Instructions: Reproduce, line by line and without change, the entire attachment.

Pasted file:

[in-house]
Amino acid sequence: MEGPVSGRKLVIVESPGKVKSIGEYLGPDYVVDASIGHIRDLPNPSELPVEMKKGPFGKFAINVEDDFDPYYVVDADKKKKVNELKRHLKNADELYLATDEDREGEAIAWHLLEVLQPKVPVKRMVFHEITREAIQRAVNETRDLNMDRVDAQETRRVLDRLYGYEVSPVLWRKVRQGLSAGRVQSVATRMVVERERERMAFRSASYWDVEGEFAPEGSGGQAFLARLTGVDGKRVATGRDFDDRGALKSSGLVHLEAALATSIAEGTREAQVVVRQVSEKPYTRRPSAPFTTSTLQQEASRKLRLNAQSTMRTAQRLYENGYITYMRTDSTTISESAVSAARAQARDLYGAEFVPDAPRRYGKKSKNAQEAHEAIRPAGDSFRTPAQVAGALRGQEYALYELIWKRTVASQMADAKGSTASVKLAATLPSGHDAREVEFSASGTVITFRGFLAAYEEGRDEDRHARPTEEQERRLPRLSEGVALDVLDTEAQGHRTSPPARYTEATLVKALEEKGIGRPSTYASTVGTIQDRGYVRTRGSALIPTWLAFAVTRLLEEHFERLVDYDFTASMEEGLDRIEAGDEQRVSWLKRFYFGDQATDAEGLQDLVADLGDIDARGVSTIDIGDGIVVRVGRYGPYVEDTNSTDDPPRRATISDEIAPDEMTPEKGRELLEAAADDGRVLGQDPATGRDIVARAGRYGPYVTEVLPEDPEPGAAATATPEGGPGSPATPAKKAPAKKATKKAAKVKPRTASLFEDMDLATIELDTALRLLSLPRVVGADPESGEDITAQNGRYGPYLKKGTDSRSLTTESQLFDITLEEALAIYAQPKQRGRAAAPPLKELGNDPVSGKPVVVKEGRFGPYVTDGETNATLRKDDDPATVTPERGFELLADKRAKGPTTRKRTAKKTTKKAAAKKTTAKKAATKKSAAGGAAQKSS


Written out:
[in-house]
Amino acid sequence: MEGPVSGRKLVIVESPGKVKSIGEYLGPDYVVDASIGHIRDLPNPSELPVEMKKGPFGKFAINVEDDFDPYYVVDADKKKKVNELKRHLKNADELYLATDEDREGEAIAWHLLEVLQPKVPVKRMVFHEITREAIQRAVNETRDLNMDRVDAQETRRVLDRLYGYEVSPVLWRKVRQGLSAGRVQSVATRMVVERERERMAFRSASYWDVEGEFAPEGSGGQAFLARLTGVDGKRVATGRDFDDRGALKSSGLVHLEAALATSIAEGTREAQVVVRQVSEKPYTRRPSAPFTTSTLQQEASRKLRLNAQSTMRTAQRLYENGYITYMRTDSTTISESAVSAARAQARDLYGAEFVPDAPRRYGKKSKNAQEAHEAIRPAGDSFRTPAQVAGALRGQEYALYELIWKRTVASQMADAKGSTASVKLAATLPSGHDAREVEFSASGTVITFRGFLAAYEEGRDEDRHARPTEEQERRLPRLSEGVALDVLDTEAQGHRTSPPARYTEATLVKALEEKGIGRPSTYASTVGTIQDRGYVRTRGSALIPTWLAFAVTRLLEEHFERLVDYDFTASMEEGLDRIEAGDEQRVSWLKRFYFGDQATDAEGLQDLVADLGDIDARGVSTIDIGDGIVVRVGRYGPYVEDTNSTDDPPRRATISDEIAPDEMTPEKGRELLEAAADDGRVLGQDPATGRDIVARAGRYGPYVTEVLPEDPEPGAAATATPEGGPGSPATPAKKAPAKKATKKAAKVKPRTASLFEDMDLATIELDTALRLLSLPRVVGADPESGEDITAQNGRYGPYLKKGTDSRSLTTESQLFDITLEEALAIYAQPKQRGRAAAPPLKELGNDPVSGKPVVVKEGRFGPYVTDGETNATLRKDDDPATVTPERGFELLADKRAKGPTTRKRTAKKTTKKAAAKKTTAKKAATKKSAAGGAAQKSS